I am Moderately Fond of Australia
Cartoons by Phil Somerville
Hardie Grant Books
REVIEW BY BARRY HEALY
Phil Somerville has contributed cartoons to the Bulletin, the Australian and is a semi-regular humourist at the Sydney Morning Herald. I would not be surprised if economic rationalist editors decide that Somerville's slightly surreal, gently subversive style just isn't rationalist enough for their liking — a good enough reason to buy this book.
Those who relish intelligent digs at urban neuroses and attacks on the violent intrusion of modern technology into our lives will find much to enjoy in Somerville's first published collection.
Somerville is a social commentator rather than a political satirist. He surveys much of the same territory as Michael Leunig with a similar cynicism but without the same religious conviction.
There is wit aplenty along with insight, passion and the ability to succinctly summarise vast issues into small snippets. Interestingly, underneath there is a discernable thread of despair. Somerville sees no political road out of the impasse of our increasingly downsized, reengineered, globalised and alienating world.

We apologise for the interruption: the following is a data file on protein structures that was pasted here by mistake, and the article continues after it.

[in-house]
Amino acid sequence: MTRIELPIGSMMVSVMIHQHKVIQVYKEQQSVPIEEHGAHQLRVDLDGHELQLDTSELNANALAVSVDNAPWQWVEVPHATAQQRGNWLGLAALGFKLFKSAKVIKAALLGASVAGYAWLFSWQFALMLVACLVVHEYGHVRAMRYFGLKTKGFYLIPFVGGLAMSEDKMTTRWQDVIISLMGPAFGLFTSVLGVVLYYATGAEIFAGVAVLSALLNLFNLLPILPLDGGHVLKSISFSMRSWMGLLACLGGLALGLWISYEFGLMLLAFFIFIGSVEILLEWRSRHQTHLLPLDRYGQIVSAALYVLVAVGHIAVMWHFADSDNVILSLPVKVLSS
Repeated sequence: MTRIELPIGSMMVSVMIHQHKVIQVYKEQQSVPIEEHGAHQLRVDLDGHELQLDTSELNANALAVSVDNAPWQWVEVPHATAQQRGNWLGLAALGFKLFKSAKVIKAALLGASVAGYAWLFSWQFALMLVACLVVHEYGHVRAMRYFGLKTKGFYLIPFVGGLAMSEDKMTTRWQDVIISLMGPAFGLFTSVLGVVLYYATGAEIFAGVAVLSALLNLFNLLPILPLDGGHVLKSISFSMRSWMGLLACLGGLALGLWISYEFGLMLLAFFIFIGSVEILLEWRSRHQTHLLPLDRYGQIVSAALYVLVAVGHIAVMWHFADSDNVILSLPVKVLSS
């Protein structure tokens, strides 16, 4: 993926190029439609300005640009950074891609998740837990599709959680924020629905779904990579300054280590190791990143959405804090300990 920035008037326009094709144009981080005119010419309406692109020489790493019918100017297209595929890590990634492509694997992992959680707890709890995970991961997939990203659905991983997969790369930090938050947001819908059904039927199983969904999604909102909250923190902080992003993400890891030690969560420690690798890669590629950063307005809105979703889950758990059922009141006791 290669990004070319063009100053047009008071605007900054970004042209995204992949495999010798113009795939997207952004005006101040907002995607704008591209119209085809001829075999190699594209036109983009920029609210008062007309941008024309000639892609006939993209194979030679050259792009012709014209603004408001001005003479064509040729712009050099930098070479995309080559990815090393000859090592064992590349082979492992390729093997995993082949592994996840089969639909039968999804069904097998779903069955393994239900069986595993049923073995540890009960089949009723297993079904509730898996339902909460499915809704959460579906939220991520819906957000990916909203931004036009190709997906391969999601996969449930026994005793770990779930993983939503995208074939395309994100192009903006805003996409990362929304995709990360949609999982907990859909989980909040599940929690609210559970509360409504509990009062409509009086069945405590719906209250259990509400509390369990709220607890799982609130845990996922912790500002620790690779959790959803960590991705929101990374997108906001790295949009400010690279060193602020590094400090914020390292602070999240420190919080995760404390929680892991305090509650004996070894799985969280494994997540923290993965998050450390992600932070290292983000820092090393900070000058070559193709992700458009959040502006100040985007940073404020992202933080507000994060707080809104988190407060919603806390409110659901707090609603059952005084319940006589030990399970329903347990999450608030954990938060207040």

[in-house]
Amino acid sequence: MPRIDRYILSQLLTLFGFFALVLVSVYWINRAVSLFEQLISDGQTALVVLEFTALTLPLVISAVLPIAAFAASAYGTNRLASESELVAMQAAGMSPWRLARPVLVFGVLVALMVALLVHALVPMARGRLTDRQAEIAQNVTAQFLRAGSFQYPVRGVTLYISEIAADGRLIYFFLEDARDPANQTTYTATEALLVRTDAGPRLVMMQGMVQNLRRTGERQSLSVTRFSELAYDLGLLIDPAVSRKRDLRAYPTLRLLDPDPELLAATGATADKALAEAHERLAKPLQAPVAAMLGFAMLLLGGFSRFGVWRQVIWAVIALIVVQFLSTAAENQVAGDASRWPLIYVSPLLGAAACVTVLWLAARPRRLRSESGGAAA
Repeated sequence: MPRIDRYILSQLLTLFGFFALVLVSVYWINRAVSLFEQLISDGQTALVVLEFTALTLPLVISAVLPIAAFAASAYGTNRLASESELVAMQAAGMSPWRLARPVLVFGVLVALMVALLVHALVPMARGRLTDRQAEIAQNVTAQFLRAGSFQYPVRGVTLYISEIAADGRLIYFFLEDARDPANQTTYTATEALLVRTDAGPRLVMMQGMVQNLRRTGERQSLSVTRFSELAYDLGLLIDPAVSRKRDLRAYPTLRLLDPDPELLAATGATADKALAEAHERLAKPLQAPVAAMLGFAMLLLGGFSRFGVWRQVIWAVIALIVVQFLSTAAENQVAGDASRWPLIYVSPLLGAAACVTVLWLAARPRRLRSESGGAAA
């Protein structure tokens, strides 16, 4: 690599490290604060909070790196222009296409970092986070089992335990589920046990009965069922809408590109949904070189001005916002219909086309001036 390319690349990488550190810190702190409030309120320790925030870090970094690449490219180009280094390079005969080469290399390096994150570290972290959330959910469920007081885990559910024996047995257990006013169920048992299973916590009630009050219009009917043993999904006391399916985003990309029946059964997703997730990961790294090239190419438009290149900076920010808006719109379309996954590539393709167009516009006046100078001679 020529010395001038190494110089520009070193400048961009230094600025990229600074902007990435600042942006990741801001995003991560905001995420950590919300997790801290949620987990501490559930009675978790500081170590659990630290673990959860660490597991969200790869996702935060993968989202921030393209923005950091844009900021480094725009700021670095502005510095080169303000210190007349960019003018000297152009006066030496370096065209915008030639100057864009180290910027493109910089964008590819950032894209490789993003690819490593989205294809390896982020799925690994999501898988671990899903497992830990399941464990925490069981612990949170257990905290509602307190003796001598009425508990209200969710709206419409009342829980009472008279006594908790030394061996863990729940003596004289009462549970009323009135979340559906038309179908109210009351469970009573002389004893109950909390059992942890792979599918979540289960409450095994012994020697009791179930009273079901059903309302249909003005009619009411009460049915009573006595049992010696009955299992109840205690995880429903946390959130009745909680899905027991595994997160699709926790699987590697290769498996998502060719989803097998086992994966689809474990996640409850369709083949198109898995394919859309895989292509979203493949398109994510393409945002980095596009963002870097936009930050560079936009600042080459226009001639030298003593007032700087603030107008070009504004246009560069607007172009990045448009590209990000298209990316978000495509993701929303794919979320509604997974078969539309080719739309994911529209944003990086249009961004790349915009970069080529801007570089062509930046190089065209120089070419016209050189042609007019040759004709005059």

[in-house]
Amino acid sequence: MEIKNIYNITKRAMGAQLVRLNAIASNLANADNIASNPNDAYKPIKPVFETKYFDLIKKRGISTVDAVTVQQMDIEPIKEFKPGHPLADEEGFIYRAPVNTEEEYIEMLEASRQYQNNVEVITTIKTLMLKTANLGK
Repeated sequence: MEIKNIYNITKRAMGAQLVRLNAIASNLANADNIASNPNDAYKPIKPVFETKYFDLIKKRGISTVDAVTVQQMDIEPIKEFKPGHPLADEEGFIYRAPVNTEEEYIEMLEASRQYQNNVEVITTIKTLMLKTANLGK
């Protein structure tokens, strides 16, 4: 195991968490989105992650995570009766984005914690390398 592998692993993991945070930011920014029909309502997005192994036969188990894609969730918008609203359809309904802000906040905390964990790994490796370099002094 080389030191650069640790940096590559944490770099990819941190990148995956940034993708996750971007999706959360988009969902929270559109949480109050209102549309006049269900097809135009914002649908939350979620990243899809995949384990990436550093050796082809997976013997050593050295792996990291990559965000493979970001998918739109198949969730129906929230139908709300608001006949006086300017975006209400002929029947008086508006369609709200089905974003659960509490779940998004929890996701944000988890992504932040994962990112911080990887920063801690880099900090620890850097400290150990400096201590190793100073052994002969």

Without a spiritually satisfying answer, either through religion or politics, he finds some comfort in a psychoanalytical stance. Street-smart activists might find that frustrating but it accurately reflects much of our society at the nervous beginning of the Twenty-first Century.
This book would be a good conversation starter for those difficult relatives this Christmas. While not strident about capitalism, it is nonetheless biting because the pugnacious humourist, with his telling attacks on consumerism has, ahem, released it just in time for the gift-giving season!
From Green Left Weekly, November 7, 2001.
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